Subject: Re: [boost] [all] Request for out of the box visibility support
From: Jeffrey Graham (jeffrey.graham.traclabs_at_[hidden])
Date: 2018-08-22 15:28:45
On 08/21/2018 05:35 PM, Gavin Lambert via Boost wrote:
On 21/08/2018 19:04, Olaf van der Spek wrote:
IMO dynamic libs make sense if they're managed by the system, if you
have to distribute / install them yourself chances are they're not
going to be shared anyway.
If your application consists of multiple separate executable
binaries, then you might still want to distribute a library that
they all share dynamically, even if it's private.
And it is still possible to install libraries system-wide, although
that tends to be more frowned on nowadays due to long years of
people doing it wrong and installing something that breaks other
Full static, or something that's not easily possible today (AFAIK),
building the library files directly as part of your project, ensures
you always link to the same code and in the latter case ensures the
lib is build with exactly the same settings as your project. The
latter is like header-only libs..
Yes, although the latter often brings its own headaches with the
build environment (include paths and defined symbols, mostly), which
is probably why it's not done as often.
And also people often want to be able to compile a library once and
then just use it rather than having to recompile it periodically.
Static CRT is mostly (only?) an issue on Windows isn't it? If only
/ Windows itself would take care of installing it.
I think you have some wires crossed. The static CRT is compiled
into an application, so by definition doesn't require installation
And the dynamic CRT is already installed as part of Windows -- every
Windows version always includes all the previously-released CRTs
bundled into it. But until they invent a handy time machine, they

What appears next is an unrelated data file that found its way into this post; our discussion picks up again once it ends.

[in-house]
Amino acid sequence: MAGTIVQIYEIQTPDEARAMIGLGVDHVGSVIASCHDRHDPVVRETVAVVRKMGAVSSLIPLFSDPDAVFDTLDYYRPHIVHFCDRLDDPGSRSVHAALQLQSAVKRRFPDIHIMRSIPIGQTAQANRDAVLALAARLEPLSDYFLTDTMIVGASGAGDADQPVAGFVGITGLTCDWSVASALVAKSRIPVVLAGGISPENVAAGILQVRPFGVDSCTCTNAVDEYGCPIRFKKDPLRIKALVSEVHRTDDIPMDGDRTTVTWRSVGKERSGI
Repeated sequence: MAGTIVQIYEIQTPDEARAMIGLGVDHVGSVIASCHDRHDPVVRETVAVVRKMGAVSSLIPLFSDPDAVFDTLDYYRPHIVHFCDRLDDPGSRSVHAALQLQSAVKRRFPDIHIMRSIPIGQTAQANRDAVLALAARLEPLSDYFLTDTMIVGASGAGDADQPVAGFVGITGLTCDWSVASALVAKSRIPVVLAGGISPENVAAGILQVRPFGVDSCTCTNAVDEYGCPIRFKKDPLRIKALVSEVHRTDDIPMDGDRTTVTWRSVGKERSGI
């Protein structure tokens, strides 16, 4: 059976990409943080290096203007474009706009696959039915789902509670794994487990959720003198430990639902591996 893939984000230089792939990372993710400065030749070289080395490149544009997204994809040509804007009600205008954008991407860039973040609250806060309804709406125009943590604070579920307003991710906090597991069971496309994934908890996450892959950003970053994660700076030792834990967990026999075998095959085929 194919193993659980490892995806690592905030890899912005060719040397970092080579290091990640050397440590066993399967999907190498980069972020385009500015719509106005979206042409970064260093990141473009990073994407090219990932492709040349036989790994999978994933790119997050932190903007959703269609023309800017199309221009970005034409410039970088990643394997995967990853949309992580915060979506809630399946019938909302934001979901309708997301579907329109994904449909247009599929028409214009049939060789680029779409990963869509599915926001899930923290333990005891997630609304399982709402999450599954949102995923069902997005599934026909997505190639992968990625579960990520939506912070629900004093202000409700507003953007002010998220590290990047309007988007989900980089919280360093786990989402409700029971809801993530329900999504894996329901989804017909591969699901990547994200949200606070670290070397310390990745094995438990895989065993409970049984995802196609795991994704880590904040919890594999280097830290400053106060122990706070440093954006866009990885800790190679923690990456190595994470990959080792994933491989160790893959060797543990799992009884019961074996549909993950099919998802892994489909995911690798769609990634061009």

can't bundle the runtimes that are released after the OS is
released. Sometimes they get included in Windows Update, sometimes
not (traditionally only security fixes were included, not general
But in general if you're releasing some software that uses a runtime
newer than the oldest version of Windows you're expecting it to run
on, then you need to include the runtime in your installer, just in
case. Or use the static CRT instead.
This is not a Windows-only issue either -- it's just more common to
use the latest Windows dev tools than it is to use the latest
gcc/clang/stdlib on Linux, since the latter require complex building
from source. And then if you do that you would again either have to
use the static runtime or distribute a dynamic runtime along with
your binary if you expect it to be able to run on a system that only
has the older runtime installed. (Again, Linux seems less prone to
this in general only due to the culture of compiling from source
rather than distributing binaries, unless using binaries precompiled
and distributed by the system vendor.)
This is getting a bit off-topic anyway.
All of these technical issues requiring so much effort and expertise
now and for the foreseeable future.
I would prefer to at least have the choice of pure header only for all
libs, because I don't care how long my compile takes.
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